Fleets will benefit from improving economy
Jul 1, 2003 12:00 PM
IN MANY respects, tank truck carriers are outperforming other trucking industry sectors in the United States. Further, business conditions should continue to improve through the rest of 2003 and into 2004.
Jerry Leonard, chief economist at Martin Labbe Associates, tempered his generally upbeat economic outlook with a warning that the recovery could stall for any number of reasons. Leonard presented the annual tank truck industry economic forecast May 19 during the National Tank Truck Carriers annual conference in New Orleans, Louisiana.
“Over the next four months (June-September), we believe business investment will increase, the labor market will stabilize, and consumer confidence will continue to rise,” he said. “Freight levels should grow in the third and fourth quarters, and overall freight growth for 2003 should be in the 1.5% range.
“The good news in this economy is that incomes are growing, and consumers are still buying. Consumer confidence has been higher since the end of the war in Iraq and should stay strong enough to keep the recovery on track. The Bush tax cuts are working. The housing market continues to beat expectations. The slide in business investment has been halted, and the pace of layoffs has slowed.
“The bad news is that consumer debt is very high, and pent up demand is low. Market confidence remains at historic lows, and there has been little improvement in demand for fresh business investment.”
Mixed economic signals aren't surprising in light of the difficulties faced by the trucking industry over the past couple of years. Carriers experienced one of the worst recessions in the history of the trucking industry.
Many fleets were caught by surprise, because they had benefited from the massive business growth of the 1990s. Tank truck carriers were among those capturing significant amounts of railroad business.
All of that came to a rather abrupt end, starting in mid-2000. Overall freight volumes shrunk for about a year and a half. Leonard estimated that nearly 5,000 carriers with 15 or more power units failed just in the past year alone.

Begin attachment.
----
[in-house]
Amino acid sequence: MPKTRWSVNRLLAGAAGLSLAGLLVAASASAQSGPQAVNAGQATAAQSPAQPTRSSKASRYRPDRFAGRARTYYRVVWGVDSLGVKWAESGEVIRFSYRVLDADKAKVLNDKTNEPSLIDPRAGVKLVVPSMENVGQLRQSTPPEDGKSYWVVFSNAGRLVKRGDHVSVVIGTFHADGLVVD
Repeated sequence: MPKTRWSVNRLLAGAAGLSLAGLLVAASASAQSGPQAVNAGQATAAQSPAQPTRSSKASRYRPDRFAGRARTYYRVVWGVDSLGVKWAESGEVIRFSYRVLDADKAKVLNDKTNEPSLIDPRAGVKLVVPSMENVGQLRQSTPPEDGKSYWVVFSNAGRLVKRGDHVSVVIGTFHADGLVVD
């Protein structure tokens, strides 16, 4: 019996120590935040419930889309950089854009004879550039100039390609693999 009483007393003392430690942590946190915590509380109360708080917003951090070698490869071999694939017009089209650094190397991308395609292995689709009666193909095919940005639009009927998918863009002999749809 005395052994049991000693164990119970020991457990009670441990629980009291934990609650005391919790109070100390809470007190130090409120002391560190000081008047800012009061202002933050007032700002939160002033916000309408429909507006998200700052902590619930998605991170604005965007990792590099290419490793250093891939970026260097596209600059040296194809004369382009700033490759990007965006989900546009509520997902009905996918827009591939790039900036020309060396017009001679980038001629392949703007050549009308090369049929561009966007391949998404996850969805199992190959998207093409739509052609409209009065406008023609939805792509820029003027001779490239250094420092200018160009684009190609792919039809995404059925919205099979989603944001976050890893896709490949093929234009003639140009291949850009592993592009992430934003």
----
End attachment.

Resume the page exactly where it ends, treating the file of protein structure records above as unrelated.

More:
Freight began a slow recovery through 2002 until jitters related to the looming war in Iraq caused the economy to stall again. Fortunately, the war-related slowdown was very brief, and the US economy is growing again.
The recession was just one challenge facing the trucking industry, though. Carriers were beset by massive increases in operating costs with minimal traffic growth. At a time when many fleets were trying just to survive, managements had to meet the administrative challenges of new security requirements.
Fuel prices rose by nearly 50%, but are expected to decline somewhat over the summer. However, Middle East uncertainty should keep crude oil prices high for the rest of this year, which should keep diesel prices from falling too much. In addition, more states are looking at higher fuel taxes as a way to offset other lost revenues.
Insurance cost and availability continue to threaten tank fleet survival. Some carriers have reported insurance rate increases of 3,000% over the past couple of years. Leonard attributed the rate increases to unprecedented domestic security risks, losses in the stock market, and the sharply rising cost of health care.
“The major problem is not with trucking,” he said. “It is with everything else that is insured and exposed to catastrophic loss. Some relief will come when equity values improve. In addition, there has been some movement to cap jury awards, which will help in the future.
“However, we expect to see double-digit increases in health insurance rates for the next five years. The continued rise in insurance rates across the board will leave large numbers of carriers at risk. We can expect more fleet bankruptcies. To survive, carriers will have to continue forming self-insurance groups.”
Used truck values are another major concern that hurts both large and small tank truck fleets. The oversupply of used trucks will continue to burden the industry until at least 2004. Used truck prices should improve over the next year, but Leonard said no one should expect 1998-level residuals anytime soon.
So why is Leonard guardedly optimistic? For one, higher operating costs, a tight insurance market, increasing security requirements, and other factors have formed barriers to entry that are limiting the establishment of new tank truck carriers. That should help moderate downward pressure on freight rates.
Tank truck carriers should find that there are more loads to be hauled. Domestic travel, moderating fuel prices, pent-up need to get away, and improving airline utilization will support stronger petroleum demand. Manufacturing will grow faster than the rest of the economy, which means chemical demand will be on the rise for all but automotive- and housing-relate goods.
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